Well, dear readers, corona continues and so do its Chronicles. Every day is a new day, with new challenges to meet and to overcome. We have always lived in an ever-changing world. It’s just that right now this virus has necessitated unchosen changes to our daily lives and to our social fabric, that we did not anticipate nor have we had time to adjust to in this new reality.
Now I confess that Technology and I have not always gotten along well. Which is not a good thing for me since we are all more dependent on her now than ever before. This is why I am happy to report an unexpected victory I experienced today with technology.
I can confess to you now that I am officially a zoomer! (isn’t that what someone who uses zoom is called?) It seems to me that many people are becoming zoomers if they weren’t already one. And for us of a certain age, we are now boomer zoomers, how cool is that?
I have my oldest daughter to thank for my newfound status as a boomer zoomer, she talked me through the process, step by step. The true test for me will be whether I can continue in my newfound status by replicating the skills I learned when I am on my own. (some people wish for a maid or a cook, I would wish for a full time IT person to deal with technology on my behalf, so technology and I would never have to meet face to face)
Today’s other confession is this – I remember the “cocooning” craze. Does anyone else? This term, “cocooning” was coined in 1981 by Faith Popcorn. (could that be her real name?) In 1996, Time magazine cited cocooning as a major social trend in its “Year in Review” article. In 2013, a USA Today article stated that cocooning was back and bigger than ever. This gave rise to terms like “super-cocooning”, “uber-cocooning” and “bunkering.”
Cocooning is the phenomenon of staying home rather than going out to eat or to movies or to other social gatherings. It has been considered trendy behavior, cool, cutting edge behavior in its time. But what a difference a name makes! Call it “self isolation” and suddenly it loses all its cool, it loses all of its appeal. Of course, surrounding circumstances play a big part in that also.
With cocooning, people were choosing to stay home on their own, citing a desire to disengage from social interactions, in order to provide themselves a respite from the busy pace of their lives, but the rest of the world was free to go on as usual around them, without them.
This required self isolation imposed upon us now, bears little resemblance to the cocooning that was so popular not so long ago. Or does it? Both provide a slower pace, some solitude, some time for reflection and for relationships. But one was by choice, the other by requirement. One took place while it was business as usual, the other is taking place while businesses are shutting down and nothing is “as usual” at the moment.
Maybe the news media should have asked us all to cocoon in place instead of to shelter in place and it would have seemed less scary and more like we were just doing those cozy, comforting things associated with the original cocooning. But a rose by any other name . . . the purpose of cocooning was to withdraw from the larger society for a time of rest and relaxation.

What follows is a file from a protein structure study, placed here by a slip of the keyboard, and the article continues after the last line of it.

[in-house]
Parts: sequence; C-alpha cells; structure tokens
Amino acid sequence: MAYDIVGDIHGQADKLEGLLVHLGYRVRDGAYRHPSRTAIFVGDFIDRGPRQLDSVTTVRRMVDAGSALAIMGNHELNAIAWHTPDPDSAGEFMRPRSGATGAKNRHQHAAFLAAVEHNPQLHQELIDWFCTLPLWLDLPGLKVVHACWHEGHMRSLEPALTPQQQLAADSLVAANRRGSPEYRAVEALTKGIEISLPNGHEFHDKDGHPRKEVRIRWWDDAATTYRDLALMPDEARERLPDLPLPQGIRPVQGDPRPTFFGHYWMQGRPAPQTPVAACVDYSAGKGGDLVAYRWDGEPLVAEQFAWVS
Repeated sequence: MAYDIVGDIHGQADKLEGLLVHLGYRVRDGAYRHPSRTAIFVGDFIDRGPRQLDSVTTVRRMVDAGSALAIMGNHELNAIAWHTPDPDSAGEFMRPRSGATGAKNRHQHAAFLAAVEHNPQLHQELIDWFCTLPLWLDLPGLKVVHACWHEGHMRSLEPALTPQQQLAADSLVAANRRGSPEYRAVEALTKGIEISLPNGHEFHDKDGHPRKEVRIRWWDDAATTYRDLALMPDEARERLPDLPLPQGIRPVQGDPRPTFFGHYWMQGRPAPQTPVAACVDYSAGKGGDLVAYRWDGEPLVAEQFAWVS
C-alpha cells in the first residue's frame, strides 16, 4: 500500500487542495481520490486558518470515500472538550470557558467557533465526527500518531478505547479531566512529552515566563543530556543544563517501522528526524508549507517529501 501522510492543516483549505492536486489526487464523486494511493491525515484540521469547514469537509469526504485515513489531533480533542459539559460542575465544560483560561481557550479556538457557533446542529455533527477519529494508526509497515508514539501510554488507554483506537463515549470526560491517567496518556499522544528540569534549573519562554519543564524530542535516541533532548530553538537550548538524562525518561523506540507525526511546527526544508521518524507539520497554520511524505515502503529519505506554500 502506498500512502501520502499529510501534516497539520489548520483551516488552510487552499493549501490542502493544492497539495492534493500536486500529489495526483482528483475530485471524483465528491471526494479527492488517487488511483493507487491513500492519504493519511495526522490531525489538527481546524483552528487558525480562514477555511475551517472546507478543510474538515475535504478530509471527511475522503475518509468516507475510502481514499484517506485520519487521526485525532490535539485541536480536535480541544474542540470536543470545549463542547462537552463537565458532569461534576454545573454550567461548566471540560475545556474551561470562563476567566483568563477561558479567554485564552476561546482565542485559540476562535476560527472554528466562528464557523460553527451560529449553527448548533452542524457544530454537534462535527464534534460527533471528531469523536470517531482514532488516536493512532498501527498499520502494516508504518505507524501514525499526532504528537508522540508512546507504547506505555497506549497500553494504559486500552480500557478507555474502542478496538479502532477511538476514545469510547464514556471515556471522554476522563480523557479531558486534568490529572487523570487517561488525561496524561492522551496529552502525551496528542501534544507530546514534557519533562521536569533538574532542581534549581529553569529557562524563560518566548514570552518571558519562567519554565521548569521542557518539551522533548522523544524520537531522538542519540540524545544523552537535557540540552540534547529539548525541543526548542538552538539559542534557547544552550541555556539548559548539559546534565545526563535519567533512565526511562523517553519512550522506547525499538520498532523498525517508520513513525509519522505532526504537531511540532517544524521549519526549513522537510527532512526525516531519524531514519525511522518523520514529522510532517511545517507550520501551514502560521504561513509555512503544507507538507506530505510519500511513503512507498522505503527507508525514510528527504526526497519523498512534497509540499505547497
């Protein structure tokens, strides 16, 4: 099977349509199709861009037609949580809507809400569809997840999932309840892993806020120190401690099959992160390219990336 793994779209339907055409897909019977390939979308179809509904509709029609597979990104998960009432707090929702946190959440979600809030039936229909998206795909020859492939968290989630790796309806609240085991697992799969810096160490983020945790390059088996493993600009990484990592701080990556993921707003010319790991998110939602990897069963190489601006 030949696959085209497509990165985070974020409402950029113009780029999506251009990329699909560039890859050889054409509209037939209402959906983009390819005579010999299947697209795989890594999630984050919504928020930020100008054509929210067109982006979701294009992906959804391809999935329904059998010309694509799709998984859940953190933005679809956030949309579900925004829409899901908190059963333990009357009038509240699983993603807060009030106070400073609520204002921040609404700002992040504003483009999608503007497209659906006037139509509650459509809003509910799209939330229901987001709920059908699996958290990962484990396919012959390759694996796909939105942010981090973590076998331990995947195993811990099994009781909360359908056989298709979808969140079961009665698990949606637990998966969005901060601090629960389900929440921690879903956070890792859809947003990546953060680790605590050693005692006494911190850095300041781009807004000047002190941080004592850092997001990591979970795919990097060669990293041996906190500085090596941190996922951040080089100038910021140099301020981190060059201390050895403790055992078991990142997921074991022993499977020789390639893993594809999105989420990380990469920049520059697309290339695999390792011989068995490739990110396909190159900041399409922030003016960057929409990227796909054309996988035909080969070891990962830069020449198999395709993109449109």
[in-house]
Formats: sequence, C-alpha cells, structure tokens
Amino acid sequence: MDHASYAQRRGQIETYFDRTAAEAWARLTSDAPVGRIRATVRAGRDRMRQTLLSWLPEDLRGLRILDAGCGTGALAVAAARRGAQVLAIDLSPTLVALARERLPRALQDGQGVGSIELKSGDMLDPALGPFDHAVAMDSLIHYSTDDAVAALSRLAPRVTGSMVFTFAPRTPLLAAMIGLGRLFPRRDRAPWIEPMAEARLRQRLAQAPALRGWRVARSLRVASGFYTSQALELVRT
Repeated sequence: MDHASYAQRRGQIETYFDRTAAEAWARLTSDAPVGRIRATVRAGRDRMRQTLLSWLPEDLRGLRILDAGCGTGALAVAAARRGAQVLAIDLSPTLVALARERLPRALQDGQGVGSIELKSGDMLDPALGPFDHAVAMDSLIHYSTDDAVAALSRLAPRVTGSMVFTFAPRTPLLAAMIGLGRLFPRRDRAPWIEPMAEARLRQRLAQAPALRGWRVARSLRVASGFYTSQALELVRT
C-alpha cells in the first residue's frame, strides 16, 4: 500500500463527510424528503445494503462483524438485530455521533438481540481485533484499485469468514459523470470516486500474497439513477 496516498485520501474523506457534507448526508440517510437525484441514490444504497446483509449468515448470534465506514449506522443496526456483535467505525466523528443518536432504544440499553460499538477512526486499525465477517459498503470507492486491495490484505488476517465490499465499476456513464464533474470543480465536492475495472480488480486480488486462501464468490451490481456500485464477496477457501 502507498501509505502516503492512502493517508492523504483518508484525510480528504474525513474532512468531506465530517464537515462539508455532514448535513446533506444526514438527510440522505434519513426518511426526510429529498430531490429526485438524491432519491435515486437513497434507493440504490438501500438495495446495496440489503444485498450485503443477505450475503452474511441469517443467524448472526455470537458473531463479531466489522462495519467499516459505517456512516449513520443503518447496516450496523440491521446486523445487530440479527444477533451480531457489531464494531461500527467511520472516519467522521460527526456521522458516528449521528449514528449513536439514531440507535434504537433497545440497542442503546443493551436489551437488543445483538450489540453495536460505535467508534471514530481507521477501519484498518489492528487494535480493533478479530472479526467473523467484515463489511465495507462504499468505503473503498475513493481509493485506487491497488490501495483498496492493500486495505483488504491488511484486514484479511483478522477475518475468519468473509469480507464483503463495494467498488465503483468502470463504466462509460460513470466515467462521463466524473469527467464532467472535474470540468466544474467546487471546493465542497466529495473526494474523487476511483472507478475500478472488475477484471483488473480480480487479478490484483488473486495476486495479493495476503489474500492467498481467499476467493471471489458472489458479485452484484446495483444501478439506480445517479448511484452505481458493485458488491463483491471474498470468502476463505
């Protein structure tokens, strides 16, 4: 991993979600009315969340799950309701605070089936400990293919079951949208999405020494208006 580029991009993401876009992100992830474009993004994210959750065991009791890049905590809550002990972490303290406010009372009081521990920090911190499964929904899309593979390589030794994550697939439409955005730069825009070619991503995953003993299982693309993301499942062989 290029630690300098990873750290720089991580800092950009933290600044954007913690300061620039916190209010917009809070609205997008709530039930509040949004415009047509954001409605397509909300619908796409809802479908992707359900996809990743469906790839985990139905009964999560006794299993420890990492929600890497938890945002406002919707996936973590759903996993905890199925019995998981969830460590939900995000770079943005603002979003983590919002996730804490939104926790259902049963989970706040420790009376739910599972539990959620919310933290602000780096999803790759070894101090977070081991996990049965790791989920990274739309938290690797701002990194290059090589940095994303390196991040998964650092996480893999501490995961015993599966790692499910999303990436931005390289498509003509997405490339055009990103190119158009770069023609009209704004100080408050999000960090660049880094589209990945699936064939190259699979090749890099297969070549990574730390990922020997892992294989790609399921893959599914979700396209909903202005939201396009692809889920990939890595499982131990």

But we can’t withdraw from the current chaos that surrounds us. We are all too interconnected. COVID-19 is showing us just how true that is. COVID-19 knows no national, ethnic, economic, or social class borders, she is an equal opportunity virus, equally available to all.
What kind of a response does this non-discriminatory virus demand.? One in which we all work together to defeat our common enemy. The question of “who is my neighbor?” (Luke 10:29) from the parable of the Good Samaritan, is more relevant than ever. And the answer still holds true today. “The one who had mercy on him.” (Luke 10:37)
We are to show mercy, extend help (as the Samaritan did to the stranger he found left for dead on the side of the road he was traveling) to anyone in our path. Everyone has become our neighbor in this global pandemic. Our interconnectedness is being made manifest as we track the spread of the virus around the globe.
At a time in which we need each other more than ever, when we need our community around us to help us navigate through this turbulent time, we are being asked to draw apart in order to protect one another from this virus.
And so we must continue to run this race which has no finish line to the best of our abilities. We must run with hope, with courage and with perseverance.
“Therefore, since we are surrounded by such a great cloud of witnesses, let us throw off everything that hinders and the sin that so easily entangles, and let us run with perseverance the race marked out for us. Let us fix our eyes on Jesus, the author and perfecter of our faith, who for the joy set before Him endured the cross, scorning its shame, and sat down at the right hand of the throne of God.” (Hebrews 12:1-2)
sincerely, Grace Day